Send to

Choose Destination
Brain Res. 1997 Nov 21;776(1-2):146-53.

In vivo and in vitro regulation of [3H]glyburide binding to brain sulfonylurea receptors in obesity-prone and resistant rats by glucose.

Author information

Neurology Service (127C), VA Medical Center, E. Orange, NJ 07018, USA.


Select brain neurons increase their firing rate when ambient glucose levels rise, possibly via a neuronal ATP-sensitive K+ (KATP) channel and its associated sulfonylurea receptor (SUR). We used receptor autoradiographic binding of 20 nM [3H]glyburide (in the presence or absence of Gpp(NH)p which blocks binding to low-affinity sites) to assess the in vivo and in vitro effects of altering glucose availability upon high- and low-affinity binding to brain SUR. Since the brain's ability to monitor and regulate glucose metabolism is critical to maintenance of energy balance, testing was done in chow-fed male Sprague-Dawley rats which had an underlying predisposition to develop either diet-induced obesity (DIO-prone) or to be diet-resistant (DR-prone) when subsequently fed a high-energy diet. Under control conditions, both in vivo and in vitro studies showed DIO-prone rats to have reduced levels of low-, but not high-affinity [3H]glyburide binding in most forebrain areas. As compared to equiosmolar infusions of mannitol, 60 min unilateral intracarotid glucose infusions at 4 mg/kg/min in awake rats reduced low-affinity [3H]glyburide binding in numerous hypothalamic and amygdalar areas of both DR- and DIO-prone rats with little effect on high-affinity binding. Only in the paraventricular nucleus of DR-prone rats was there a phenotype-specific downregulation of low-affinity binding. Brain sections from other rats were incubated with [3H]glyburide in the presence of 0, 5 or 10 mM glucose. The resultant in vitro effects of glucose were more variable and widespread than intracarotid infusions. Here, glucose often increased low-affinity [3H]glyburide binding, particularly in DR-prone rats at 5 mM. Again, there was little effect on high-affinity binding. Thus, glucose may affect the firing of glucose-responsive neurons by indirectly altering KATP channel function via its effects on low-affinity cell body SUR.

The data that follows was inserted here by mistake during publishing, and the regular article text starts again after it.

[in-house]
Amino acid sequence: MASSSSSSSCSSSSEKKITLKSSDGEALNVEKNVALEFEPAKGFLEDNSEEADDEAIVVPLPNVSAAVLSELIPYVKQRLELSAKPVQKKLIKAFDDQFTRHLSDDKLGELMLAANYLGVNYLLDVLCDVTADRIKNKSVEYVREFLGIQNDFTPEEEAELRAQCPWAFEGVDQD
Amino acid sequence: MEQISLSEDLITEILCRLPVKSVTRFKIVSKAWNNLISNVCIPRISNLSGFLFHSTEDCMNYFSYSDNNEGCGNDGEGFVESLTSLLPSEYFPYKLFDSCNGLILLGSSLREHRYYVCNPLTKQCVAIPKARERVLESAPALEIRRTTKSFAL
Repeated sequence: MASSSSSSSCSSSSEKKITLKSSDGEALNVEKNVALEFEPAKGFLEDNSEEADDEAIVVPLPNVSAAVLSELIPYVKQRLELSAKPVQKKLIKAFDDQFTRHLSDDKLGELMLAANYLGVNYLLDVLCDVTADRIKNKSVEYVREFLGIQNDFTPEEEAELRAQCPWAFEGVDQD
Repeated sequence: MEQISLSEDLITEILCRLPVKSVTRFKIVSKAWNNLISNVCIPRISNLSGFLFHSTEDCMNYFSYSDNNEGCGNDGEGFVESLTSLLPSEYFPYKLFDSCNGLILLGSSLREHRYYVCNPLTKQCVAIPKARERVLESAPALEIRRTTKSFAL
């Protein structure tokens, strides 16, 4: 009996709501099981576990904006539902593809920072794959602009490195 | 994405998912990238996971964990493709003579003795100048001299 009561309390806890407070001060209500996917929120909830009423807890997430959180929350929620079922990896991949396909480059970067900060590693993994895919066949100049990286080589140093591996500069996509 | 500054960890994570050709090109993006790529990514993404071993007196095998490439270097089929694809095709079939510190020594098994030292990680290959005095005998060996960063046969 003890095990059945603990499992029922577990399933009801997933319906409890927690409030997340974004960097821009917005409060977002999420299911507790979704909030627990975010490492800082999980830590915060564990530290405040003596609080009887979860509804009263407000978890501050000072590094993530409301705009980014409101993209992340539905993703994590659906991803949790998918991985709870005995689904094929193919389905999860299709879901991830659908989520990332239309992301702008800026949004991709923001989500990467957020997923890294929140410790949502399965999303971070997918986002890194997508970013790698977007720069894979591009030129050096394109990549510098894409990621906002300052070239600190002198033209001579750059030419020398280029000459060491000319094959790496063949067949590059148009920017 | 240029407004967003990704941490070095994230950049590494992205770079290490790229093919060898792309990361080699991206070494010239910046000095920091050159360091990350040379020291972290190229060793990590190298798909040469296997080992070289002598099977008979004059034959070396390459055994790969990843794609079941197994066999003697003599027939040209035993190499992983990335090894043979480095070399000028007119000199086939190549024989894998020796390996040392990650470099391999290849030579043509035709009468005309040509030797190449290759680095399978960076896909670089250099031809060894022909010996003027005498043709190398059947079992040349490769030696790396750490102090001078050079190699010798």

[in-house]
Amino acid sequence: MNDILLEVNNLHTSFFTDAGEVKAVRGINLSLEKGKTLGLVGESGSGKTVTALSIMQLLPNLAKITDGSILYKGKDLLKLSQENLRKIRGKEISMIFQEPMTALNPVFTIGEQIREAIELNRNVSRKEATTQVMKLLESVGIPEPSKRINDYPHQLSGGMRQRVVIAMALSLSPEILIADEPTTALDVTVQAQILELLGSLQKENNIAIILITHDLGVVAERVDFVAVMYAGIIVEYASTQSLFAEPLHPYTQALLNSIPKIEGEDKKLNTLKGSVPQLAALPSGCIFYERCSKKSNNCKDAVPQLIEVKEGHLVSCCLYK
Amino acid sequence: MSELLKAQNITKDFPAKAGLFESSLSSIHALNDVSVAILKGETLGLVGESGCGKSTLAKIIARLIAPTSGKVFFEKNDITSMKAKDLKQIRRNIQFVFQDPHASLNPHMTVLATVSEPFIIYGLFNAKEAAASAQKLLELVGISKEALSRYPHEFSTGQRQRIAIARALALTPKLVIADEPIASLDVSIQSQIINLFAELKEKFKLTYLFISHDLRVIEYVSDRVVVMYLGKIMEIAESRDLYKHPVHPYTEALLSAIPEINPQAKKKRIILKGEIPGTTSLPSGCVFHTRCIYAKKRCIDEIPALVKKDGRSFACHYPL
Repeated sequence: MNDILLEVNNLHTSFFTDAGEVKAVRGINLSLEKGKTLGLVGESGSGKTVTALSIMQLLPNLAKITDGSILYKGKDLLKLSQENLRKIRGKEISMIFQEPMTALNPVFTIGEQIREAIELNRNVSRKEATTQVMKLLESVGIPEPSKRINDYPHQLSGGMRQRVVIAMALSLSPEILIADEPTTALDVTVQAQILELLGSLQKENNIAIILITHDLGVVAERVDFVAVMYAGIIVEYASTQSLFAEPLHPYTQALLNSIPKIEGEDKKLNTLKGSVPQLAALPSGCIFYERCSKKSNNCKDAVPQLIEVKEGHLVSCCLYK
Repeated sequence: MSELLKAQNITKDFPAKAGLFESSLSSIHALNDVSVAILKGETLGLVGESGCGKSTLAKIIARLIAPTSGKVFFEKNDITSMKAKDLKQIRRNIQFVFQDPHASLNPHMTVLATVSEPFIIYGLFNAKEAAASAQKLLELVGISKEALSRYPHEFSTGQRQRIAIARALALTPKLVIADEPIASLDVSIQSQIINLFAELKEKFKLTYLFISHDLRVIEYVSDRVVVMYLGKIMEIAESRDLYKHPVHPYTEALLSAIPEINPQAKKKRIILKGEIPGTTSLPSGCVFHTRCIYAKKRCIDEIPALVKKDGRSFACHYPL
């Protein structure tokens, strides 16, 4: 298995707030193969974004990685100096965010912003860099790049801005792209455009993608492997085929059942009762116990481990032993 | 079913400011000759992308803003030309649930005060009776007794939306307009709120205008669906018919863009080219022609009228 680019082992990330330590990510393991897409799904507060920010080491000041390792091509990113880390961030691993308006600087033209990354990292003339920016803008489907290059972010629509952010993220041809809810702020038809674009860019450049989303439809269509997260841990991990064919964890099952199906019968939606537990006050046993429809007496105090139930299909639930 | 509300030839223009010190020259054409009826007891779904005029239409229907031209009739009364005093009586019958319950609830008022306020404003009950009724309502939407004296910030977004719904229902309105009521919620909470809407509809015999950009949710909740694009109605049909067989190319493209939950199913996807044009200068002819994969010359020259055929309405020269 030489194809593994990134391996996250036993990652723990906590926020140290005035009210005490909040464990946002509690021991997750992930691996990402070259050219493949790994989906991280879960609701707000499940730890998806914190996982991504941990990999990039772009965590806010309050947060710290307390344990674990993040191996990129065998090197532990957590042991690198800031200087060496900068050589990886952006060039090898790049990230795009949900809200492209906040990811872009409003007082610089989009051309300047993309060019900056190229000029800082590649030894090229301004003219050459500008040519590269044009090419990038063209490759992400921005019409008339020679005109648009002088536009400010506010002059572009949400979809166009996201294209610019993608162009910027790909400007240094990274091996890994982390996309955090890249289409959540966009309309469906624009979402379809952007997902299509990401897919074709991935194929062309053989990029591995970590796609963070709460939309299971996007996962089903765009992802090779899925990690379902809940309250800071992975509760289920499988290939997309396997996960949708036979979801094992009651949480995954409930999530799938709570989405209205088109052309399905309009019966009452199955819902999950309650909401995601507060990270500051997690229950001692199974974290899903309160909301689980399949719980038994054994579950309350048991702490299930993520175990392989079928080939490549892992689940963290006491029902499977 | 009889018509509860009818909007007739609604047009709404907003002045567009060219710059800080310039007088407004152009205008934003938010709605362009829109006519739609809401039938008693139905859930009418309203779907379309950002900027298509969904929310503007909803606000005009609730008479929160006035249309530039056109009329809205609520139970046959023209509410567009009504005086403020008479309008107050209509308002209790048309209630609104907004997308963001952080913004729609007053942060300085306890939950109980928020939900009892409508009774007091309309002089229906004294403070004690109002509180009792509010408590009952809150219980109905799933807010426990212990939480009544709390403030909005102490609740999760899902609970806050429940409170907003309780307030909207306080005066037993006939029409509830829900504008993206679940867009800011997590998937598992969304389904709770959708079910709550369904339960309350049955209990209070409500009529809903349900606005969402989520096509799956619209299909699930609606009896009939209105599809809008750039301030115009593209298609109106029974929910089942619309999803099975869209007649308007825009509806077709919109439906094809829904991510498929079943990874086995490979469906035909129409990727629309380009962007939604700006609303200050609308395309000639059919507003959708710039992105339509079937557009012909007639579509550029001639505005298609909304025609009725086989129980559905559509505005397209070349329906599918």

[Indexed for MEDLINE]

Supplemental Content

Full text links

Icon for Elsevier Science
Loading ...
Support Center